This is one of the ST:TNG book series that really epitomizes for me the best of what TNG is all about. High-stakes action abounds, but the real focus is the intellectual and emotional progress of Picard, Data, Crusher, Geordi, et al, grappling honestly with prickly ethical and philosophical dilemmas. Here these are questions of what kind of parameters to use in order to define personhood and ethnicity with respect to an organized group's right to use force in self-defense, as well as where in warfare to draw the line between desperation and terrorism.
After being caught in a severe space storm, the Enterprise finds another ship disabled nearby. The crew are a friendly group of humanoid refugees under the leadership of a man named Jared. They demonstrate remarkable physical powers and a particular interest in interacting with Data. But not long afterward an alien warship under the command of a woman named Alkrig pulls up and imperiously demands these "terrorists" be handed over.
When the Enterprise presses for details, they learn Jared's crew had seized their vessel by force, fleeing their home planet where the reigning authorities waged a genocidal campaign against their people. Asked to explain herself, Alkrig argues that Jared's people had been committing acts of terrorism and must be held accountable. When questioned on the genocide accusation against her government, she seems confused. Clearly Jared's side, not really being persons, had no right to self-determination, so acts of wholesale extermination committed against them were a matter of cleansing, not genocide.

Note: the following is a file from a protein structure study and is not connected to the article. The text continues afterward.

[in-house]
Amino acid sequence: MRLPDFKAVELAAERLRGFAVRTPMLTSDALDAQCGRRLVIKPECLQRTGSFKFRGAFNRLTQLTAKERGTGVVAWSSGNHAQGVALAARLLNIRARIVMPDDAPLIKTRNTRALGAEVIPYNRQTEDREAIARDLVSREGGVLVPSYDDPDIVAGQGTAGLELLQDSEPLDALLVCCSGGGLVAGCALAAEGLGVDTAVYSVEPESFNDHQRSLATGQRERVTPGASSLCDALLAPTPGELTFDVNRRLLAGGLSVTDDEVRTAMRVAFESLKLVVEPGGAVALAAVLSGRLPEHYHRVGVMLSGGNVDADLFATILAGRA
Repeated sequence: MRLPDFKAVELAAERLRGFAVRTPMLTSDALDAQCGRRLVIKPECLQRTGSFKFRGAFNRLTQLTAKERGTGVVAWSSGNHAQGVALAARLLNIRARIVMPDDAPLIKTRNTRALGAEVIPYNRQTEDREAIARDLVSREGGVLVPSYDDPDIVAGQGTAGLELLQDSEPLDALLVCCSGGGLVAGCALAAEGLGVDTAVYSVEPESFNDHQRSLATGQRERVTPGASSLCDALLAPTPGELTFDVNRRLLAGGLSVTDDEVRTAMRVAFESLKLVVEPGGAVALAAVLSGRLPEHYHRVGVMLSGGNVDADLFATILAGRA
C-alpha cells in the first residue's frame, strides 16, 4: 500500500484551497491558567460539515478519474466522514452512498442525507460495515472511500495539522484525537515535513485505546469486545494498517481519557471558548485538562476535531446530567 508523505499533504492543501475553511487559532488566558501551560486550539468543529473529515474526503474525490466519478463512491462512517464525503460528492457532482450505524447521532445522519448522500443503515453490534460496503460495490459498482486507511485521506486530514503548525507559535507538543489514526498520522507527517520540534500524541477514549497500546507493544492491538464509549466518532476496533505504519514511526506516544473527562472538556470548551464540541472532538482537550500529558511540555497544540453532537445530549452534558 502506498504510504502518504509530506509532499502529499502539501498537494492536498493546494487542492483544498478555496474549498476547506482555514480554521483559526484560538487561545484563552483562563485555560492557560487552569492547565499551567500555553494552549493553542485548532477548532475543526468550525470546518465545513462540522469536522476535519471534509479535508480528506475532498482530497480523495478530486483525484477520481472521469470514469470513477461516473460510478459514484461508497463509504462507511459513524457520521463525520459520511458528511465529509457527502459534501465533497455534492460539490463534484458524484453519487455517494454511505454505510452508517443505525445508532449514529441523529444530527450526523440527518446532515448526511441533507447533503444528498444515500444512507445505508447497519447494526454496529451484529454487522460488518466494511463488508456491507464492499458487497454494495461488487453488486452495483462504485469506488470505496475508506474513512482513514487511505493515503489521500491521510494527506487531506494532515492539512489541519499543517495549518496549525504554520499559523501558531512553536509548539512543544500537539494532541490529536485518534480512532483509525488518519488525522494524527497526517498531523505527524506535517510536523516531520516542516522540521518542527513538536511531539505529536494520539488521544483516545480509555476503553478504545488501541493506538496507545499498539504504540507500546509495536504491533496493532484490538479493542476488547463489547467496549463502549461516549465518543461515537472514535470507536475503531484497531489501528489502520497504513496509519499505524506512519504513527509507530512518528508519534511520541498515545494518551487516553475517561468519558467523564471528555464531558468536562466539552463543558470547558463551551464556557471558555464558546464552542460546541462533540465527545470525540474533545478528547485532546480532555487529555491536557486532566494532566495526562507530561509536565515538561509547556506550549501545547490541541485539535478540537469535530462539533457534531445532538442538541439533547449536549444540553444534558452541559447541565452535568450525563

Obviously such answer isn't going to fly with the Enterprise, but the Prime Directive is also in force. Alkrig wants Picard to stand back and allow her to destroy Jared's crippled vessel. Jared and his crew are willing to fight to the last, but plead with Picard not to leave them and their people to extermination. Only thinking outside the box will allow for the conflicting demands of compassion and non-interference to both be satisfied.